“Revenue is vanity. Cash flow is sanity. But cash is king.”
It’s an age-old business saying that has increasing relevance for today’s advisor who’s looking to jump-start growth through the acquisition of another practice. There’s no question that managing cash flow is essential both to your team’s ability to weather short-term bumps in the road, as well as the long-term growth and sustainability of your practice. Yet far too many advisor CEOs focus on the “cash is king” part of that saying – treating their business revenues as personal income.
In fact, it’s not at all uncommon for advisors to take 100% of net income out of the company each year. After all, you’ve worked hard to build your practice: it’s only natural to want to enjoy the fruits of your labor. However, by extracting all of your annual revenues rather than retaining a fixed percentage in the business, you’re leaving yourself little leverage to fund ongoing growth or future expansion.
Finding the right balance for your business
Typically, the lion’s share of funding a deal will be paid out of the cash flows of the acquired business. But you will need to come up with the down payment portion, typically around one-quarter to one-third of the purchase price. For a $100MM AUM practice, that could mean a $500K to $650K cash outlay on a $2MM purchase price.
A number of larger broker-dealers offer acquisition loan programs, and banks (although often unfamiliar with the advisory business model) are generally receptive to financing the acquisition of predictable, recurring revenue streams. A number of custodians are also making a foray into deal financing, but the process for all of these avenues can be very time consuming. Being able to fund most or all of the down payment through retained revenues affords you a considerable advantage.
Keep in mind, however, that acquisitive growth isn’t merely predicated on access to sufficient capital. The most critical driver of a successful acquisition or lift-out isn’t likely to be whether or not you can fund the deal with decent terms, it’s whether you strategically select potential acquisition targets that are closely aligned both culturally and philosophically with your existing business model to help maximize client retention and ensure the sustainability of those relationships over the long-term.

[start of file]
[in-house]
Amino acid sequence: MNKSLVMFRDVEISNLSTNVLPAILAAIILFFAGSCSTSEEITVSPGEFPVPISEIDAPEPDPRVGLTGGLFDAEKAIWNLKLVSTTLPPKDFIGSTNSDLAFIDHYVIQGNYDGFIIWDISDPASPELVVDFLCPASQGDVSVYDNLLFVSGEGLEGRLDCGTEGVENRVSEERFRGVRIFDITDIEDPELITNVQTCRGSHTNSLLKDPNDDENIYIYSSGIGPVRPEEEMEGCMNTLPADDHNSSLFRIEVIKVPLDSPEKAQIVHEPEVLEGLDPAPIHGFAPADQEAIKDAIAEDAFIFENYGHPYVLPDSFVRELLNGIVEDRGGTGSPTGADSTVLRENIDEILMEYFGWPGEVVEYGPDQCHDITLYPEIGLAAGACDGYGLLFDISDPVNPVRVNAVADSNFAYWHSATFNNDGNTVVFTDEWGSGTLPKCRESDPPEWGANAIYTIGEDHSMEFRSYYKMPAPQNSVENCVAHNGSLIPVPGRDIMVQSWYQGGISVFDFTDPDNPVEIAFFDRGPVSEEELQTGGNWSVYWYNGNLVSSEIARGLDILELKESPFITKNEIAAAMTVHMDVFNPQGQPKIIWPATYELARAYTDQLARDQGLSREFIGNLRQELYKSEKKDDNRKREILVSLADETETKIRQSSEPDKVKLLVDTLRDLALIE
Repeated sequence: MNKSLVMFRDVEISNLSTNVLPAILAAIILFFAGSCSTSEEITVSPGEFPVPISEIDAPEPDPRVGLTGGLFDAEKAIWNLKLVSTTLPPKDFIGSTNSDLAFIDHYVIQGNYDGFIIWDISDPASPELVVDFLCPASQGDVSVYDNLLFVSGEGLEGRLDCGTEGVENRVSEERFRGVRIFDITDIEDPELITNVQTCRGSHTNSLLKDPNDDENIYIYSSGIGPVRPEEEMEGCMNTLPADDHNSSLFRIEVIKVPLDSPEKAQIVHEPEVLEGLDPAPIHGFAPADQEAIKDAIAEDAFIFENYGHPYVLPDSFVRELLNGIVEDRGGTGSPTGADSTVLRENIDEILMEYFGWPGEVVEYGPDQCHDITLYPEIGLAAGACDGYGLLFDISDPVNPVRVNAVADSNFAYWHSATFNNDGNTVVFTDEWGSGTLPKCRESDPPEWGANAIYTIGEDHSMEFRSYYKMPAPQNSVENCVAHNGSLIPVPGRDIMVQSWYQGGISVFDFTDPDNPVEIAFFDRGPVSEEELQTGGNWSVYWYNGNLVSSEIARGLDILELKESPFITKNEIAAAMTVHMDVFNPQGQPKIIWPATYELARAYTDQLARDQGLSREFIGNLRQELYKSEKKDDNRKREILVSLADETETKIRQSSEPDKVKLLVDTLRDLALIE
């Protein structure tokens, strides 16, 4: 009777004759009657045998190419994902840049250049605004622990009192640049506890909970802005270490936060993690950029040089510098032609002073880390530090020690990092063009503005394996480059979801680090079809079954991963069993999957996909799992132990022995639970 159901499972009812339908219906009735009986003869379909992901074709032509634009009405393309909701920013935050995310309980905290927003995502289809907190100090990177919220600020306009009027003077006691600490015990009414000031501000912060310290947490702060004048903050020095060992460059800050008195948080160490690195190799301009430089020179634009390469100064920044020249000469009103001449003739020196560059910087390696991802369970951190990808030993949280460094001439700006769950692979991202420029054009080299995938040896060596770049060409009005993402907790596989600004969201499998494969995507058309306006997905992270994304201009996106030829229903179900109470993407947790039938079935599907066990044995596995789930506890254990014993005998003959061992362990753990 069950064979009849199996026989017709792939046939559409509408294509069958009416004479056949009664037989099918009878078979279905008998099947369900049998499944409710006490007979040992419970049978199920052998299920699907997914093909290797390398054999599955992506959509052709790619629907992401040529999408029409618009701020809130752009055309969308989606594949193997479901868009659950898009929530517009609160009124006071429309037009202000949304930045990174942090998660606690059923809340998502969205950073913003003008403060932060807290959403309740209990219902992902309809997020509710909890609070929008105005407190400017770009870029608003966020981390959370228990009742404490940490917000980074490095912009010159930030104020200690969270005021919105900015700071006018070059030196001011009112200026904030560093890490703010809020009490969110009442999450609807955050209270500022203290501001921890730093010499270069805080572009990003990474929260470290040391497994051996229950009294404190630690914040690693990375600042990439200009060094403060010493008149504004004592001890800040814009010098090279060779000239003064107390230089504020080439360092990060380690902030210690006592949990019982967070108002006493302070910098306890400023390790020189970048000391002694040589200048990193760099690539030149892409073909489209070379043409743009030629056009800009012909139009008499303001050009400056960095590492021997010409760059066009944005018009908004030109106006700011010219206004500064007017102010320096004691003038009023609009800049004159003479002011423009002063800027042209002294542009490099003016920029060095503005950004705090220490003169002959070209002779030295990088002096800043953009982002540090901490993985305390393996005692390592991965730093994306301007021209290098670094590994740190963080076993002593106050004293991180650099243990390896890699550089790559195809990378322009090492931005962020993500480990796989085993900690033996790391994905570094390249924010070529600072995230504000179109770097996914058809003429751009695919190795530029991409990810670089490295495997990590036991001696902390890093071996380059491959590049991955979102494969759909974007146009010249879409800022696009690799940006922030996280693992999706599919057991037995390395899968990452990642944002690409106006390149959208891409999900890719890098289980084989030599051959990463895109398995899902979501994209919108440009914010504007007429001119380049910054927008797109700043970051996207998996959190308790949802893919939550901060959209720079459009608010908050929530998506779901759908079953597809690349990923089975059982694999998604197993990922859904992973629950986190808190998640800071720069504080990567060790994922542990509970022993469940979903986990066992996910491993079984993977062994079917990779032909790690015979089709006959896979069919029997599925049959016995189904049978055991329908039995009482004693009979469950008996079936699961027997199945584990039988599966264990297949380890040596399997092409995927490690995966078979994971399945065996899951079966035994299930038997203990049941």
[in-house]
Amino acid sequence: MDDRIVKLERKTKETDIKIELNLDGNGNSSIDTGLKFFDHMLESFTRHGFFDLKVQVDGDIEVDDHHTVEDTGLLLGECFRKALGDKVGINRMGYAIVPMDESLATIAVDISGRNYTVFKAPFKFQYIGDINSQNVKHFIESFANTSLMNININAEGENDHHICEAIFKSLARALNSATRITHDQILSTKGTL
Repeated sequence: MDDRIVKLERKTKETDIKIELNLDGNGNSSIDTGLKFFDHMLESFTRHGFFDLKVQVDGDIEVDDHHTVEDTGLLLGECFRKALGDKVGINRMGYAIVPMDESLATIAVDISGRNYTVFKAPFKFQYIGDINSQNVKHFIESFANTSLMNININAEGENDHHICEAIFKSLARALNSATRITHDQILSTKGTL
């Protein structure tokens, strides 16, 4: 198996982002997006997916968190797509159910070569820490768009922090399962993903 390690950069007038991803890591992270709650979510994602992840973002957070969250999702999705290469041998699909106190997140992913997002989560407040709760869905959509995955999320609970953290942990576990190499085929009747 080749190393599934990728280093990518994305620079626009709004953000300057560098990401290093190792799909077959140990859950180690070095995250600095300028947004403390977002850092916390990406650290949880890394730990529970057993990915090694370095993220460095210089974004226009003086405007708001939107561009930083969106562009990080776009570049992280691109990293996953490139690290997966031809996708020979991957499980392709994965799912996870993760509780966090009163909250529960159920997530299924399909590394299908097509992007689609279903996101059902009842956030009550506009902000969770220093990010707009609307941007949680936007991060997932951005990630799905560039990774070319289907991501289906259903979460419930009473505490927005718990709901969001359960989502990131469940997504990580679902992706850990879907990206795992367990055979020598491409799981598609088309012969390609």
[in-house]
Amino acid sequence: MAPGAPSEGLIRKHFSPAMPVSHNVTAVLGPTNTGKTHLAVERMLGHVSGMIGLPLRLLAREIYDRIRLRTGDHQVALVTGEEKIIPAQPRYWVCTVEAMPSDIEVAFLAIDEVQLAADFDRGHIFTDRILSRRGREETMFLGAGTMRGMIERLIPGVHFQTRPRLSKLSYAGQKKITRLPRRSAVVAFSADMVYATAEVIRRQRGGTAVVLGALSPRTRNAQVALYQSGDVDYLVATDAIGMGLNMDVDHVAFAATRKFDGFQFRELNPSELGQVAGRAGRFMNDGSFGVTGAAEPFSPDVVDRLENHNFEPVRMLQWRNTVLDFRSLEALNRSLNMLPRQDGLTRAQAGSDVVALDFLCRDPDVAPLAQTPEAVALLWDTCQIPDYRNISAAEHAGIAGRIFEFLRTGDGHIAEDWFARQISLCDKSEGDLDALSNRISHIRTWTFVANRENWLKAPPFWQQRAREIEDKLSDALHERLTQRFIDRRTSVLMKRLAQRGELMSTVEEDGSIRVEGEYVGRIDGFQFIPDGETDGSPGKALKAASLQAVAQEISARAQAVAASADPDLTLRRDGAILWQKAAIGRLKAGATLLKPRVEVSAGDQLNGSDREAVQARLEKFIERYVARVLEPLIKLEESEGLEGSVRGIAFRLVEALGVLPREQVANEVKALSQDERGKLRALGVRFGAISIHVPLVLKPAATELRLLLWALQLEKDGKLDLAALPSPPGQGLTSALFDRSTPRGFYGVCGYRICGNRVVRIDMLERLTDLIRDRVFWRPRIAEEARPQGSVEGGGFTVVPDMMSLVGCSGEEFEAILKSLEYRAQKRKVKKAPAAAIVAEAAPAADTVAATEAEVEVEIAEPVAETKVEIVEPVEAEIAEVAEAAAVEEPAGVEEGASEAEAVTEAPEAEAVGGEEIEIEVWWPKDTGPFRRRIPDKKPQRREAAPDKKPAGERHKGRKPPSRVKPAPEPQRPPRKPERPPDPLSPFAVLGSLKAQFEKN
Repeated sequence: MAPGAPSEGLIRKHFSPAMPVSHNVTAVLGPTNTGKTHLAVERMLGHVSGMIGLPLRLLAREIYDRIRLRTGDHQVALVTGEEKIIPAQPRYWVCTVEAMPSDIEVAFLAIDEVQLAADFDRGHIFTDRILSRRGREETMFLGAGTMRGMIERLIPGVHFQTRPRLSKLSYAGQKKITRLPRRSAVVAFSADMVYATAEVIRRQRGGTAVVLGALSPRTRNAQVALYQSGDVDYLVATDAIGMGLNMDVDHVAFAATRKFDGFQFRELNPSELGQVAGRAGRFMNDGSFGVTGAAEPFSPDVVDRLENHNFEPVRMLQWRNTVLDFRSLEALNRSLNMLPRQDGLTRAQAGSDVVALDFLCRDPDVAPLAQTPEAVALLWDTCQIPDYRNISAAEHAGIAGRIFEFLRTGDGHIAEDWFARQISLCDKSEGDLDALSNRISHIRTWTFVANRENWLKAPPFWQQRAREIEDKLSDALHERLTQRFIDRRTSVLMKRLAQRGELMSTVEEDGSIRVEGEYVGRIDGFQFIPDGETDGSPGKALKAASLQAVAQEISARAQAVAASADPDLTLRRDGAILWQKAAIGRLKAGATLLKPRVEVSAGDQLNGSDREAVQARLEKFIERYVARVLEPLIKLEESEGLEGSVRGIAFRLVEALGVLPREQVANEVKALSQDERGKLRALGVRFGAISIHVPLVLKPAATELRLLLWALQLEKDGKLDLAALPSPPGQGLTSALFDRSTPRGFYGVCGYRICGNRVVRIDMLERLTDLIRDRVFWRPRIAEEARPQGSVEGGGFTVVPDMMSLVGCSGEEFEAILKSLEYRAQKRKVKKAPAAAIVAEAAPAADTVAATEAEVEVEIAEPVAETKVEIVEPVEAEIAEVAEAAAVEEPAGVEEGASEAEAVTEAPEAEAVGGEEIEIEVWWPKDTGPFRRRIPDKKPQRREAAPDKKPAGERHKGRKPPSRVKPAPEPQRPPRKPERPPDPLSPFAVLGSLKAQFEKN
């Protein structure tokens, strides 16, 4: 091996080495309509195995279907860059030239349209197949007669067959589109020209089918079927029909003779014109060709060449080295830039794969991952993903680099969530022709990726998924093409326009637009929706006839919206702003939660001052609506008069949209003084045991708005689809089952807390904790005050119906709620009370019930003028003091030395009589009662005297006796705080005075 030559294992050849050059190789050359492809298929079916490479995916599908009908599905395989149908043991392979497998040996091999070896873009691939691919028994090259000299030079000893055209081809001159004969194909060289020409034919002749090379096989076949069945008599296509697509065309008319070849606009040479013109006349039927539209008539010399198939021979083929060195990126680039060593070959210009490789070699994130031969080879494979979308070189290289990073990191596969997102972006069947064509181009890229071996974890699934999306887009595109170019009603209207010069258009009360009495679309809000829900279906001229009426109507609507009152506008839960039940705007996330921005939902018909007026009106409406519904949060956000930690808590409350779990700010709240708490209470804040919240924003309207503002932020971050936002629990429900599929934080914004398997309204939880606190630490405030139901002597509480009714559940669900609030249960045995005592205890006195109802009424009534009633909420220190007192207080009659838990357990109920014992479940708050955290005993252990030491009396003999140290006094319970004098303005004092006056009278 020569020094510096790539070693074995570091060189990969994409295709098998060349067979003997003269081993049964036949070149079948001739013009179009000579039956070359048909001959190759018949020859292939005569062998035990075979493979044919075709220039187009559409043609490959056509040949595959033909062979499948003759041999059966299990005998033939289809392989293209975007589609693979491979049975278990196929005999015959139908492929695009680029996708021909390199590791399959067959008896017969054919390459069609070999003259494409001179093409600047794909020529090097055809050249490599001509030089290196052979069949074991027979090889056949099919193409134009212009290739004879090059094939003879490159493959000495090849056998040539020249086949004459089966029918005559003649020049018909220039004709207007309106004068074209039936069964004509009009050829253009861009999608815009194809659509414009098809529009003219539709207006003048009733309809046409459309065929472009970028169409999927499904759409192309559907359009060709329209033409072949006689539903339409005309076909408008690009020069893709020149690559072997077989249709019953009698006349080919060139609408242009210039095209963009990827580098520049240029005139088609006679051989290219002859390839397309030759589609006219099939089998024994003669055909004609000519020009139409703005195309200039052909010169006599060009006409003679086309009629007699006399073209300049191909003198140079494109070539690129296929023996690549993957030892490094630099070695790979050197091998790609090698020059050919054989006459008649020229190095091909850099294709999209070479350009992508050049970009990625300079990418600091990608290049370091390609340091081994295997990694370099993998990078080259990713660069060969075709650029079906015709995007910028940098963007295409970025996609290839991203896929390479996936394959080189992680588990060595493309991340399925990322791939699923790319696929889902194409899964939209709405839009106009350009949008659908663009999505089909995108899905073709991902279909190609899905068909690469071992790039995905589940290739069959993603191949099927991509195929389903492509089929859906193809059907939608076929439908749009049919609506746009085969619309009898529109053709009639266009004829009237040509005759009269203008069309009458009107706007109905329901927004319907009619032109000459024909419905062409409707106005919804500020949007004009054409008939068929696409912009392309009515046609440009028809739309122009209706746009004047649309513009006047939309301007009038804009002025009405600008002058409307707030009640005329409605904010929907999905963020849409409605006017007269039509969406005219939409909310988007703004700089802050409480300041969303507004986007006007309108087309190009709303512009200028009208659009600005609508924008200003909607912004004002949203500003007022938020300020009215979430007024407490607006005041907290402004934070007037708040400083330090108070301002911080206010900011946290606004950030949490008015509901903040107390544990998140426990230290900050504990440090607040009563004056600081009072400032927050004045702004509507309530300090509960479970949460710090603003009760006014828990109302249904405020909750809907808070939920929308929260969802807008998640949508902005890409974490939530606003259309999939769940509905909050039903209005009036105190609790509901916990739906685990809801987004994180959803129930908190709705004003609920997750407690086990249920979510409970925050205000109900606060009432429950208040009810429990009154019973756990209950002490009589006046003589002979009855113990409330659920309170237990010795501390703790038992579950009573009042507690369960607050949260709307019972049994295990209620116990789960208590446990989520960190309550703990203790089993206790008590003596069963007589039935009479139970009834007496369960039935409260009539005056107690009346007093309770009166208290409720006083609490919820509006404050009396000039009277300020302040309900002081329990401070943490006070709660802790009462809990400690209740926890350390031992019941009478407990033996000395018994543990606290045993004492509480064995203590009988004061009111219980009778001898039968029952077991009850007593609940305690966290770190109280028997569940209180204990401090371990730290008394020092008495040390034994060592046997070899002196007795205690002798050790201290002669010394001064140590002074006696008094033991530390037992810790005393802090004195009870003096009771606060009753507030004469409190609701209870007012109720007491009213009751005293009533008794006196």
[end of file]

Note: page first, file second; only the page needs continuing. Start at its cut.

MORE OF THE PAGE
Determining what’s right for you and your practice depends greatly on your long-term vision and growth aspirations. However, if a future acquisition is a consideration, don’t wait until a potential deal falls into your lap to begin thinking about how you might go about financing the necessary initial cash outlay. Now’s the time to begin building your coffers so that when the time is right, you’ll be able to act quickly.
Coaching Questions from this article:
- Think about your long-term business strategy. What sort of growth do you envision for your practice? Do you expect to achieve that organically or do you envision one or more acquisitions to achieve that vision?
- What’s your timetable and strategy for identifying prospective acquisition targets? How will you build and cultivate a network of contacts to unearth potential fits, and then proactively reach out to those firms periodically?
- How can you add more financial discipline to your practice in order to begin retaining cash to fund future growth?
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